The Courier News from Blytheville, Arkansas on December 10, 1951 · Page 6
Get access to this page with a Free Trial
Click to view larger version

The Courier News from Blytheville, Arkansas · Page 6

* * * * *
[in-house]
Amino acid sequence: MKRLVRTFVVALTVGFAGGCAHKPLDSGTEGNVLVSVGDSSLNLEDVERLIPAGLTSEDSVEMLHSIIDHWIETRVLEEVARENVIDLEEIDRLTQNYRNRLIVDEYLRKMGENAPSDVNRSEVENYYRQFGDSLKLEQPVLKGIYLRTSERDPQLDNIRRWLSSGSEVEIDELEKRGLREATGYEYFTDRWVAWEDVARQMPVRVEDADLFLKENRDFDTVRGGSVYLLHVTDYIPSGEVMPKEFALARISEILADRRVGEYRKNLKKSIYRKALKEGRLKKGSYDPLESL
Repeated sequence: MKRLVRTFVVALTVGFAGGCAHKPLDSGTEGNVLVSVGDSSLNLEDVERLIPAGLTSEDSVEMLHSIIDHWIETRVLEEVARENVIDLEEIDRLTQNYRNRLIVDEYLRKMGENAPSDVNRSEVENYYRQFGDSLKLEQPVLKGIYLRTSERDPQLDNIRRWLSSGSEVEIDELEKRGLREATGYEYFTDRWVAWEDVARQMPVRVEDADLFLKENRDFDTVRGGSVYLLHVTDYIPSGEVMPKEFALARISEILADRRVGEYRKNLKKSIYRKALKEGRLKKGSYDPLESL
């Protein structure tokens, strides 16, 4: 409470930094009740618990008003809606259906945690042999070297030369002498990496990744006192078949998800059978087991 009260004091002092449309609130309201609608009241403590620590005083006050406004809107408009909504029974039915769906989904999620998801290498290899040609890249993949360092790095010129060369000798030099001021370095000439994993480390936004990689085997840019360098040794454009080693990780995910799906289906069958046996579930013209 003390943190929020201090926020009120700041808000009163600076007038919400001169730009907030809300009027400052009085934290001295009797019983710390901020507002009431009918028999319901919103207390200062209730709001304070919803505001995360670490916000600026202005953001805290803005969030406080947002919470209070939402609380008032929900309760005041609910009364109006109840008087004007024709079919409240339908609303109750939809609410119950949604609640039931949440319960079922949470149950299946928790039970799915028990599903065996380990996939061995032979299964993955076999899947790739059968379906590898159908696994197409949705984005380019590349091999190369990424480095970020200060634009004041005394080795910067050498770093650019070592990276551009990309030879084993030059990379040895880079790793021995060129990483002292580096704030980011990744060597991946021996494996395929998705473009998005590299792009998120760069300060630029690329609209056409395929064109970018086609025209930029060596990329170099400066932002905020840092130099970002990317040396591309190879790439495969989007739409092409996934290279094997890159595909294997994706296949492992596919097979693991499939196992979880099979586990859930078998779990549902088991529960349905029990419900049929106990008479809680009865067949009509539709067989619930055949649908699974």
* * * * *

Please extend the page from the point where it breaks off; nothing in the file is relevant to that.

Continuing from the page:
Publication:
Location:
Blytheville, Arkansas
Issue Date:
Monday, December 10, 1951
Page:
Page 6
Cancel
Start Free Trial

Page 6 article text (OCR)